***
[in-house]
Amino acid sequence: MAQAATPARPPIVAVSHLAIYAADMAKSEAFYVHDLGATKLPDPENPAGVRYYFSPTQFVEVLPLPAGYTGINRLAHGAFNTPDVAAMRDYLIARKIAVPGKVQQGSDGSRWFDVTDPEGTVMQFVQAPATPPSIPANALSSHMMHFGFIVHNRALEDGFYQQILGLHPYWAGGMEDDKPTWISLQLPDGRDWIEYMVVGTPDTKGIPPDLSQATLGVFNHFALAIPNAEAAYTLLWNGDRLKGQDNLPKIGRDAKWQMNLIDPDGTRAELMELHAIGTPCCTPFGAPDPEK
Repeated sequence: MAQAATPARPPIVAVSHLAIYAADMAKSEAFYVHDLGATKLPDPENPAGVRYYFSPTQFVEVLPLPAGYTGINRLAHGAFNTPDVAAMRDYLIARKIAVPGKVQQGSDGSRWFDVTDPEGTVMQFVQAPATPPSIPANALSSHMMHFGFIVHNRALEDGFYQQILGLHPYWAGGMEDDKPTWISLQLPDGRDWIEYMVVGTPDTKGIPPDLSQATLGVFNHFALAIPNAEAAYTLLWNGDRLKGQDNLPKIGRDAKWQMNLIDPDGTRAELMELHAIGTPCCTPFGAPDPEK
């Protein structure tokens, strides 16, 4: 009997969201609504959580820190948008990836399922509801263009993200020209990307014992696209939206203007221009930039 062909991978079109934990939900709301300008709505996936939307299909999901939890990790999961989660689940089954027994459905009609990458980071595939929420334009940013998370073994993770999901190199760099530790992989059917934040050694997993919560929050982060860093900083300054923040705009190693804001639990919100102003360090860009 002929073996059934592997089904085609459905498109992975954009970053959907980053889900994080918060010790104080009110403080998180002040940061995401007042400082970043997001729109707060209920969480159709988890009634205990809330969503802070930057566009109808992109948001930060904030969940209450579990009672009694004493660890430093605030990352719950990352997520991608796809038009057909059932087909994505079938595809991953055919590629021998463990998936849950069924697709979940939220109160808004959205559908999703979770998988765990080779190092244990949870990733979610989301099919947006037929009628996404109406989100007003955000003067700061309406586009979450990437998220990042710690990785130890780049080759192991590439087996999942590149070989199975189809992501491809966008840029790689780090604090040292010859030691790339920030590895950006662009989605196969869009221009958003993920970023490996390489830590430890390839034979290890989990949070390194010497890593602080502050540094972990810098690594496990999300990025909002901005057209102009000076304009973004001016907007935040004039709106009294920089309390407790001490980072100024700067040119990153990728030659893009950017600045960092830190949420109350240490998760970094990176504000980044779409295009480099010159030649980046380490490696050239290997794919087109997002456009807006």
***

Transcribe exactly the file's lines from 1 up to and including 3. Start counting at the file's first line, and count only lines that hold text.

[in-house]
Amino acid sequence: MAQAATPARPPIVAVSHLAIYAADMAKSEAFYVHDLGATKLPDPENPAGVRYYFSPTQFVEVLPLPAGYTGINRLAHGAFNTPDVAAMRDYLIARKIAVPGKVQQGSDGSRWFDVTDPEGTVMQFVQAPATPPSIPANALSSHMMHFGFIVHNRALEDGFYQQILGLHPYWAGGMEDDKPTWISLQLPDGRDWIEYMVVGTPDTKGIPPDLSQATLGVFNHFALAIPNAEAAYTLLWNGDRLKGQDNLPKIGRDAKWQMNLIDPDGTRAELMELHAIGTPCCTPFGAPDPEK
Repeated sequence: MAQAATPARPPIVAVSHLAIYAADMAKSEAFYVHDLGATKLPDPENPAGVRYYFSPTQFVEVLPLPAGYTGINRLAHGAFNTPDVAAMRDYLIARKIAVPGKVQQGSDGSRWFDVTDPEGTVMQFVQAPATPPSIPANALSSHMMHFGFIVHNRALEDGFYQQILGLHPYWAGGMEDDKPTWISLQLPDGRDWIEYMVVGTPDTKGIPPDLSQATLGVFNHFALAIPNAEAAYTLLWNGDRLKGQDNLPKIGRDAKWQMNLIDPDGTRAELMELHAIGTPCCTPFGAPDPEK